Eli Manning and Tom Coughlin can gain a place in National Football League history this weekend when the New York Giants take their “Road Warrior” mentality to San Francisco to play for a spot in the Super Bowl.
The Giants upset the defending-champion Green Bay Packers in the second round of the playoffs last week at Wisconsin’s Lambeau Field, an extension of the road success the team had in its postseason run to the Super Bowl title after the 2007 season. The Giants’ championship rings from that season have an inscription on the side that reads, “Eleven straight on the road.”
The Giants (11-7) are 2 1/2-point underdogs in the Jan. 22 game in San Francisco for the National Football Conference title. If they upset the 49ers, Manning would have five road playoff victories, the most for an NFL quarterback. Coughlin, 65, would tie Hall of Famer Tom Landry with seven postseason road wins, the most for a coach.
“There’s a battle readiness you don’t see in the league,” Steve Young, the Hall of Fame quarterback with the 49ers and now an NFL analyst for ESPN, said of the Giants in a telephone interview. “You don’t see these road warrior teams, and that’s got to be a compliment to the coach.”
The Giants and Philadelphia Eagles, each 5-3, were the only NFC teams to have a better record this regular season in road games than at home. The Giants haven’t had a losing record in road games since the 2004 season, when Manning was a rookie and Coughlin was in his first season with the Giants.
New York is the only team to win on the road through the first two rounds of the playoffs.
“It’s just the concept of us against the world, I guess,” Giants defensive end Justin Tuck told reporters yesterday. “You don’t have anything else to fall back on except your teammates. That goes a long way with building trust, with building that belief in the fact that, regardless of who we go face, we can come out victorious. That’s just a mindset that has been instilled in us ever since Coach Coughlin has been here.”
The 49ers (14-3) have an 8-1 record at home this season, including last week’s 36-32 playoff victory against the New Orleans Saints.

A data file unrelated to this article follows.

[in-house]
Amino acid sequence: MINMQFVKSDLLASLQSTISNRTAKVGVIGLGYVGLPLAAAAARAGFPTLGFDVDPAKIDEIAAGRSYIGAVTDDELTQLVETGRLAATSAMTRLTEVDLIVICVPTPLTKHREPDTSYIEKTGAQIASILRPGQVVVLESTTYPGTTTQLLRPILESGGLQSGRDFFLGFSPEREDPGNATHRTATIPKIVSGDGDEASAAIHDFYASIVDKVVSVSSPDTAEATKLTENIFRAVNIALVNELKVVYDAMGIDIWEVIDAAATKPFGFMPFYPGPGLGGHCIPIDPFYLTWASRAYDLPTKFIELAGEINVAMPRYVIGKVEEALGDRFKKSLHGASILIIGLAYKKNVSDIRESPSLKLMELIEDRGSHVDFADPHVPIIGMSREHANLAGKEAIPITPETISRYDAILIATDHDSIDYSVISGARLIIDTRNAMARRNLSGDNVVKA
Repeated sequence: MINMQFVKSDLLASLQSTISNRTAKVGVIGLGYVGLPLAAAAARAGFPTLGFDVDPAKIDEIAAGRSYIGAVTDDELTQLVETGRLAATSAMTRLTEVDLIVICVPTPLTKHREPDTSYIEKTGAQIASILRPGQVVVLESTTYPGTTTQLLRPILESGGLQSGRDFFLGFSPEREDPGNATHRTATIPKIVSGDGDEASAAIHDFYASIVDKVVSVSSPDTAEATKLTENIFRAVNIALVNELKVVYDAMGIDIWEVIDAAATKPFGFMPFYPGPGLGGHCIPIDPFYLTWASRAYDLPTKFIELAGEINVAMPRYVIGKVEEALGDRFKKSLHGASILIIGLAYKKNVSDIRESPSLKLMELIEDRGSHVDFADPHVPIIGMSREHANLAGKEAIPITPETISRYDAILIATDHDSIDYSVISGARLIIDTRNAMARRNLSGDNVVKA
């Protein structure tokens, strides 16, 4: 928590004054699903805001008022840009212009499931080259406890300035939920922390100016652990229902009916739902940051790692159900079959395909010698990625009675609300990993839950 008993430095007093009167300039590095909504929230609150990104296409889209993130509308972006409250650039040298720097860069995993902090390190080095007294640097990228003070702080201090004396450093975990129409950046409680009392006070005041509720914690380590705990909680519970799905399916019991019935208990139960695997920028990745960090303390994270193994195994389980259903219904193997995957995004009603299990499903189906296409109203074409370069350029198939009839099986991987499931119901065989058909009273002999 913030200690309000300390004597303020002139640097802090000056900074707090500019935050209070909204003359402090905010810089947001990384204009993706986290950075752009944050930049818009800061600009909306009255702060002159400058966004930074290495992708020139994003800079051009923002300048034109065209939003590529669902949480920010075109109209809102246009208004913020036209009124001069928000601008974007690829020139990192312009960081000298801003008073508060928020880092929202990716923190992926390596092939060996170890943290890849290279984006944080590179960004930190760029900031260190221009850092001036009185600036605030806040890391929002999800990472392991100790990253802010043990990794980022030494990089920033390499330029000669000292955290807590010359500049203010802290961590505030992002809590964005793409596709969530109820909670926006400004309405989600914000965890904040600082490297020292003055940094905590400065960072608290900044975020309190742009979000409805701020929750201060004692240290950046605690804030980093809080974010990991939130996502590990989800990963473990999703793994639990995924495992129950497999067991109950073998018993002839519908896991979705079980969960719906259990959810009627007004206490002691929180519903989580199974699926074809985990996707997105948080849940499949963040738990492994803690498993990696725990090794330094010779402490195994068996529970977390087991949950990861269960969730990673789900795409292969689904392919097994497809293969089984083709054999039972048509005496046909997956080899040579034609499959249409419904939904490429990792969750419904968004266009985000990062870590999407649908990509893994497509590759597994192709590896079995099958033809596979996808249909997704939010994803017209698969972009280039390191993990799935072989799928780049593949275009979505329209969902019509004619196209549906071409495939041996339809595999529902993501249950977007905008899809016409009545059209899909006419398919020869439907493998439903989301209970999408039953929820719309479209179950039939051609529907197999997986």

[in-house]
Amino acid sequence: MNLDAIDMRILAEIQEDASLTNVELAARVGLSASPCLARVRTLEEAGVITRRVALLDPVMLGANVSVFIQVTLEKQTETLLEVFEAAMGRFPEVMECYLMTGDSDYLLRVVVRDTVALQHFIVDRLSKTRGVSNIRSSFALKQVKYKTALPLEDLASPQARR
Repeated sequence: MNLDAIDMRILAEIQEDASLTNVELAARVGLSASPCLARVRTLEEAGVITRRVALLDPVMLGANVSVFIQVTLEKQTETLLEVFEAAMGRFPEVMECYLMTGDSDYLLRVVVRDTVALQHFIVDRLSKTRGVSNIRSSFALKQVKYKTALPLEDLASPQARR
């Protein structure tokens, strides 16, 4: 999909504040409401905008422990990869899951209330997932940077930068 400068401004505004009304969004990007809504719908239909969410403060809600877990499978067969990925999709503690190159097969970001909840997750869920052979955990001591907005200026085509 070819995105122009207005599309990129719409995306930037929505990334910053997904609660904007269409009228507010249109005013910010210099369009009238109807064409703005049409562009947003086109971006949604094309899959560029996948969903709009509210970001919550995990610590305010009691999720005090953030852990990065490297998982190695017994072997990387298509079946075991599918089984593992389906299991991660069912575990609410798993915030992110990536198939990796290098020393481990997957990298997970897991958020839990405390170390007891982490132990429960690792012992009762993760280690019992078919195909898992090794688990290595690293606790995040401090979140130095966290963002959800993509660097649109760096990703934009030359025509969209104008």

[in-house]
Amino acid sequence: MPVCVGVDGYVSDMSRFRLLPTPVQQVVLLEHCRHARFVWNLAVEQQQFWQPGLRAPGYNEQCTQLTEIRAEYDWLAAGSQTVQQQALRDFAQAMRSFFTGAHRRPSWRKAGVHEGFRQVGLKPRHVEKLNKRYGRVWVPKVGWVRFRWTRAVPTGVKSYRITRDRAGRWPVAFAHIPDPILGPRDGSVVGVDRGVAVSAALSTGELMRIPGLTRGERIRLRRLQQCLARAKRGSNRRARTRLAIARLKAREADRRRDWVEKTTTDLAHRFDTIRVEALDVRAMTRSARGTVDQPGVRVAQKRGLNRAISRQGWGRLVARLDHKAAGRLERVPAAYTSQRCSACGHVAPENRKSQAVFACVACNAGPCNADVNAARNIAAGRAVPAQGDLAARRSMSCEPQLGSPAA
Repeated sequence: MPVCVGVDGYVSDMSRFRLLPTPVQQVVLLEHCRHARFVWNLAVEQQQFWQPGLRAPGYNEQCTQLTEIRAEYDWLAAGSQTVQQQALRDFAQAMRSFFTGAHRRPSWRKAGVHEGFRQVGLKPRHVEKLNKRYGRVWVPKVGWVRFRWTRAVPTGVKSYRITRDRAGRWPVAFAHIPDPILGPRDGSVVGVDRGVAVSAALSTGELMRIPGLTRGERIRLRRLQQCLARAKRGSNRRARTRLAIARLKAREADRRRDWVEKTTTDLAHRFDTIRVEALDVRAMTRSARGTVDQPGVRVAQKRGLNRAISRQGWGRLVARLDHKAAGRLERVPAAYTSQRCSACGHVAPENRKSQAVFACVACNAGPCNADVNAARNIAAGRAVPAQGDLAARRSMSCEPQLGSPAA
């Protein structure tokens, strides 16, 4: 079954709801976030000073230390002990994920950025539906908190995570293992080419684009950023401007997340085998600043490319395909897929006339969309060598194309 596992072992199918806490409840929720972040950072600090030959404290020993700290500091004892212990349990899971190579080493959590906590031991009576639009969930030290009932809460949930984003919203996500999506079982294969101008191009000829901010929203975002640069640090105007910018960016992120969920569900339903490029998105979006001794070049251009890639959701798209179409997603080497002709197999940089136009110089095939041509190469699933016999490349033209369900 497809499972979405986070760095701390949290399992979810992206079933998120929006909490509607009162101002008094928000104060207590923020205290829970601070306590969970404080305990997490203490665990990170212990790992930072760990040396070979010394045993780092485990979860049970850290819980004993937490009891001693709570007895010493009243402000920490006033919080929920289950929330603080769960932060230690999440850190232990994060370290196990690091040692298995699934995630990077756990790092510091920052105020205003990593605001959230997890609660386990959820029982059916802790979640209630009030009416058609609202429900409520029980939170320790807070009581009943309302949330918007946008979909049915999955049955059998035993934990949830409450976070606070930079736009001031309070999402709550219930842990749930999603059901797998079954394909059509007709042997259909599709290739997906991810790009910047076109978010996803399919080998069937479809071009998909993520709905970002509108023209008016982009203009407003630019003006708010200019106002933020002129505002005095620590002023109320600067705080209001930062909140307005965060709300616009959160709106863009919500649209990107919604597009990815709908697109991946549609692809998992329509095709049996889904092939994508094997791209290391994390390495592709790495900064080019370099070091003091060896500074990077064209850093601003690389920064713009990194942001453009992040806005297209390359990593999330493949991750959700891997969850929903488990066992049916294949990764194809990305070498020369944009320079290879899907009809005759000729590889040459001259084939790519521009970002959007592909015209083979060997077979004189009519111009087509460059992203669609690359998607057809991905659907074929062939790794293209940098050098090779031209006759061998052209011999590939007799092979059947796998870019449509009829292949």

The Giants have won each of their past four games -- all to keep their season alive -- by at least 15 points. It’s the first time they’ve had four straight victories by that margin since the end of their 1986 championship season.
The Giants were 7 1/2-point underdogs at Lambeau Field a week ago, when they ended the Packers’ 13-game home win streak. Manning, Coughlin and the Giants also won on their trip to Green Bay following the 2007 season, beating the Packers for the NFC championship before upsetting the undefeated New England Patriots in the Super Bowl.
Aiming for Landry
Coughlin is 6-4 in postseason road games, including two wins when he coached the Jacksonville Jaguars, and last week’s victory moved him ahead of Joe Gibbs for second behind Landry, who won two Super Bowl titles in 29 years with the Dallas Cowboys.
“There’s some ability he has to laser focus a football team when it’s most important, kind of Knute Rockne almost,” Young said, comparing Coughlin to the former Notre Dame coach who won six national titles and gained fame for his ‘Win one for the Gipper’ speech. “To me, Tom Coughlin is constantly able to draw out the most from these guys.”
Manning, 31, has four postseason road wins, tying him with Roger Staubach, Len Dawson, Jake Delhomme, Mark Sanchez of the New York Jets and Joe Flacco of the Baltimore Ravens. Flacco also has a chance to add to his total this weekend when the Ravens visit New England in the American Football Conference title game.
Manning didn’t talk to the media yesterday after leaving practice early with a stomach virus. He rejoined the team on the practice field today.
“There’s nothing like going into a stadium and what’s left of the fans at the end of the game is your fans,” Giants linebacker Michael Boley told reporters. “There’s nothing like it.”